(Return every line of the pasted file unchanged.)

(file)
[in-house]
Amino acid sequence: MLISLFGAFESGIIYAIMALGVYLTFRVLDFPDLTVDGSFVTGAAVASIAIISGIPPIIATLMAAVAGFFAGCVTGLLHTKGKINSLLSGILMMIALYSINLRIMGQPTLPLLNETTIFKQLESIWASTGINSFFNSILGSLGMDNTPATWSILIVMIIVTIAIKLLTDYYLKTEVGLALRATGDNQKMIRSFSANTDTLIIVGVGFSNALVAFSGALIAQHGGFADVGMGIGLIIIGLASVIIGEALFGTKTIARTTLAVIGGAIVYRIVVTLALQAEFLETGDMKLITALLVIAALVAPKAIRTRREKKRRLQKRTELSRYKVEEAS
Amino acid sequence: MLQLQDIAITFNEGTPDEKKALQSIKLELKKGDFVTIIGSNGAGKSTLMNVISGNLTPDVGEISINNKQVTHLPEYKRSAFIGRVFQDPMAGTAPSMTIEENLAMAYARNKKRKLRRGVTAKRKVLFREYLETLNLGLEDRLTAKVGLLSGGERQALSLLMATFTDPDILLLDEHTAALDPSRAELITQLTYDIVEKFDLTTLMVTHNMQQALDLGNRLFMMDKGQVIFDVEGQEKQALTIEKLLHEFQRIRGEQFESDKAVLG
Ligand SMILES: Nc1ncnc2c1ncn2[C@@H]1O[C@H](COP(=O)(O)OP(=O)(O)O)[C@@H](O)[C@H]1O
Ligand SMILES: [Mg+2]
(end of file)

[in-house]
Amino acid sequence: MLISLFGAFESGIIYAIMALGVYLTFRVLDFPDLTVDGSFVTGAAVASIAIISGIPPIIATLMAAVAGFFAGCVTGLLHTKGKINSLLSGILMMIALYSINLRIMGQPTLPLLNETTIFKQLESIWASTGINSFFNSILGSLGMDNTPATWSILIVMIIVTIAIKLLTDYYLKTEVGLALRATGDNQKMIRSFSANTDTLIIVGVGFSNALVAFSGALIAQHGGFADVGMGIGLIIIGLASVIIGEALFGTKTIARTTLAVIGGAIVYRIVVTLALQAEFLETGDMKLITALLVIAALVAPKAIRTRREKKRRLQKRTELSRYKVEEAS
Amino acid sequence: MLQLQDIAITFNEGTPDEKKALQSIKLELKKGDFVTIIGSNGAGKSTLMNVISGNLTPDVGEISINNKQVTHLPEYKRSAFIGRVFQDPMAGTAPSMTIEENLAMAYARNKKRKLRRGVTAKRKVLFREYLETLNLGLEDRLTAKVGLLSGGERQALSLLMATFTDPDILLLDEHTAALDPSRAELITQLTYDIVEKFDLTTLMVTHNMQQALDLGNRLFMMDKGQVIFDVEGQEKQALTIEKLLHEFQRIRGEQFESDKAVLG
Ligand SMILES: Nc1ncnc2c1ncn2[C@@H]1O[C@H](COP(=O)(O)OP(=O)(O)O)[C@@H](O)[C@H]1O
Ligand SMILES: [Mg+2]